Kotlin Map collection - map() methods » grokonez

https://grokonez.com/kotlin/kotlin-map-collection-map-methods

Kotlin Map collection – map() methods

In the tutorial, JavaSampleApproach will show you how to use map() methods to transform Kotlin Map collection to Kotlin List collection or a new Map collection.

I. Kotlin Map collection with map() methods

Kotlin Map collection supports a set of map() methods to transform the given map to a new map or a new list:
1. fun <K, V, R> Map<out K, V>.map(transform: (Map.Entry<K, V>) -> R): List<R>
2. fun <K, V, R : Any> Map<out K, V>.mapNotNull(transform: (Map.Entry<K, V>) -> R?): List<R>
3. fun <K, V, R, C : MutableCollection<in R>> Map<out K, V>.mapTo(destination: C, transform: (Map.Entry<K, V>) -> R): C
4. fun <K, V, R : Any, C : MutableCollection<in R>> Map<out K, V>.mapNotNullTo(destination: C, transform: (Map.Entry<K, V>) -> R?): C
5. fun <K, V, R> Map<out K, V>.mapKeys(transform: (Map.Entry<K, V>) -> R): Map<R, V>
6. fun <K, V, R> Map<out K, V>.mapKeys(transform: (Map.Entry<K, V>) -> R): Map<R, V>
7. fun <K, V, R> Map<out K, V>.mapValues(transform: (Map.Entry<K, V>) -> R): Map<K, R>
8. fun <K, V, R, M : MutableMap<in K, in R>> Map<out K, V>.mapValuesTo(destination: M, transform: (Map.Entry<K, V>) -> R): M	

Now practicing ->

0. Initial data for practicing


data class Address(
	val street: String,
	val postcode: String
)

data class Customer(
val firstName: String,
val lastName: String,
val age: Int
)

data class Person(
val fullname: String,
val age: Int,
val address: Address
)

val customerMap = mapOf(Pair(Customer(“Jack”, “Davis”, 25), Address(“NANTERRE CT”, “77471”)),
Pair(Customer(“Mary”, “Taylor”, 37), Address(“W NORMA ST”, “77009”)),
Pair(Customer(“Peter”, “Thomas”,17), Address(“S NUGENT AVE”, “77571”)),
Pair(Customer(“Amos”, “Nelson”,23), Address(“E NAVAHO TRL”, “77449”)),
Pair(Customer(“Craig”, “White”,45), Address(“AVE N”, “77587”)),
Pair(Customer(“Laura”, “Lewis”, 32), Address(“NANTERRE CT”, “77471”)),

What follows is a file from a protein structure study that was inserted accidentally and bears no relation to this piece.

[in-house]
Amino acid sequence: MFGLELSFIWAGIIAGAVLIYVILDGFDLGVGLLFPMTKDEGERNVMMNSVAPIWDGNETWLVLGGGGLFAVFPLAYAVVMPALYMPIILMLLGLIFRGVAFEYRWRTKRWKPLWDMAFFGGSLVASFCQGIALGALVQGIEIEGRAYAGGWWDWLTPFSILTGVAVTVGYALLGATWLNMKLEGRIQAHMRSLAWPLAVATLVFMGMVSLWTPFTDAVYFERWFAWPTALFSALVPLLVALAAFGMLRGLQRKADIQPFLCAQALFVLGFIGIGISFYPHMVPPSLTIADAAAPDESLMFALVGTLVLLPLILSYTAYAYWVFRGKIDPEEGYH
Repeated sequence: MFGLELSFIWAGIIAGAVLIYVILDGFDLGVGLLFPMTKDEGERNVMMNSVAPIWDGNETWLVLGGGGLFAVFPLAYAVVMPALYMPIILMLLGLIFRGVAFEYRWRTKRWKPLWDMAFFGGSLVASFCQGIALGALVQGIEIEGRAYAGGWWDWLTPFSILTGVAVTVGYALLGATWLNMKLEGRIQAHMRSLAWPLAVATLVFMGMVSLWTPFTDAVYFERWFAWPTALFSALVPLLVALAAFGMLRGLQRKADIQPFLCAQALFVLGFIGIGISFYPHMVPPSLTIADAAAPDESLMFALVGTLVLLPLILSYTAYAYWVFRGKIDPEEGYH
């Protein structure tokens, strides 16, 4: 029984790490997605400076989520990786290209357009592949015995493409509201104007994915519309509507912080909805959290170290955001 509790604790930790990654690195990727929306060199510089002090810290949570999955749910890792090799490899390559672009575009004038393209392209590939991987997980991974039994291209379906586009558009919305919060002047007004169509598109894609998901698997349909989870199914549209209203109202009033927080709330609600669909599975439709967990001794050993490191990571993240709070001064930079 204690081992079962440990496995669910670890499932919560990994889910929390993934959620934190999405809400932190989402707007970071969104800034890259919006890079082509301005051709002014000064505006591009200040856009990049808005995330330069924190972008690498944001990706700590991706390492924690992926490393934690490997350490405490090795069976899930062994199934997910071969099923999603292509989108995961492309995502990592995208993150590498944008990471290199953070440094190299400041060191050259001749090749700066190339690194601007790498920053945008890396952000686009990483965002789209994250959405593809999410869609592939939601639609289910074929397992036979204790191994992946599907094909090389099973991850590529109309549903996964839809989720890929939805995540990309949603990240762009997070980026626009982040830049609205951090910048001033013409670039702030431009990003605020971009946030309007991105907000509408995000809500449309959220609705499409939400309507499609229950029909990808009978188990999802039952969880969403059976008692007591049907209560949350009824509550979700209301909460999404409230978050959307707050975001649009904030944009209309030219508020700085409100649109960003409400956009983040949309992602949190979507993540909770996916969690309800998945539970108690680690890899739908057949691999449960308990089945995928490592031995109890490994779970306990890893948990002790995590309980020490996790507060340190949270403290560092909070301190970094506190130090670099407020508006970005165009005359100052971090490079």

Pair(Customer(“Steven”, “Harris”, 39), Address(“S NUGENT AVE”, “77571”)),
Pair(Customer(“Paul”, “Moore”, 18), Address(“E NAVAHO TRL”, “77449”)),
Pair(Customer(“Mary”, “Cook”, 61), Address(“S NUGENT AVE”, “77571”)),
Pair(null, null))

1. Transform a given Kotlin Map to List

1.1 map()

Method signature:

More at:

https://grokonez.com/kotlin/kotlin-map-collection-map-methods

Kotlin Map collection – map() methods

#kotlin #map #collection

sarika Inogic

1623221809

Maplytics - Dynamics 365 CRM and Bing Maps Integration

Maplytics™ is an advanced mapping and data visualization tool for Microsoft Dynamics 365 CRM. It provides Territory Management, Appointment Planning, Routing, Radius Search and much more with support for PowerApps (CDS). Maplytics supports all Dynamics 365 deployment models for Dynamics CRM 2011 and above as well as native Dynamics 365 App for Phones and Tablets.
Below are the features you can avail with Maplytics
• Sales Territory Management: Geographically manage and align sales territories, perform binary operations on shapes, regions or territories on map. Assign multiple territories to a record.
• Auto Scheduling: Create an automated optimized schedule for multiple days on field including routes to follow each day based on details entered by user and also create activities for the same
• Check-In/Check-Out: Enable Check-In/Check-Out for field reps on site of visit with the option of Geofencing
• PCF control: User can add components on fields or grids within Dynamics CRM to view the respective records on the map within the record form or the entity grid
• Overlay: View records, shape files and existing territories together on map. View Census Data as existing Overlay feature.
• Proximity Search: Search records for a location based on radius or time with shortest travel and line of sight distance.
• Route Optimization: Optimize routes, find nearby records along the route and points of interest like Coffee Shops, Gas station, etc.
• Customizable Pushpins & Tooltip Cards: Plot desired icons for pushpins for seamless visual analysis. Call to action buttons on Tooltip cards for quick actions.
• Security template: System admin and Maplytics admin can provide selective access of actions to users
• Marketing Management: Create geographically targeted Marketing Lists for personalized and relevant promotions, marketing campaigns and events
• Mass Actions: Add to Route, Save Data, Schedule Appointments, Send Emails and more for records plotted on map
• Summary Card: Get aggregated information for enclosed area on map for quick analysis
• Layer Menu/Download Map: Show/hide layers plotted on map to toggle between them and Download the map as image visible on screen
• Mobility: Use native Dynamics 365 App for Phones and Tablets to get locational insights
• Heat Map Visualization: Analyze density of CRM data on map for insights through pie/column charts
• Real-Time Tracking: Managers can now track the location of Field Service Reps when on field in real time within Dynamics 365 Field service.
• Land Area Mapping: Define the area of land as agricultural, residential, commercial properties and visualize the same on the map.
• Territory Assignment Rule: Maplytics Admins and Managers can create simple/advanced rules based on which territories will be assigned to the records as per the required conditions.

#maps #bing #maps #map #dyynamics #65crm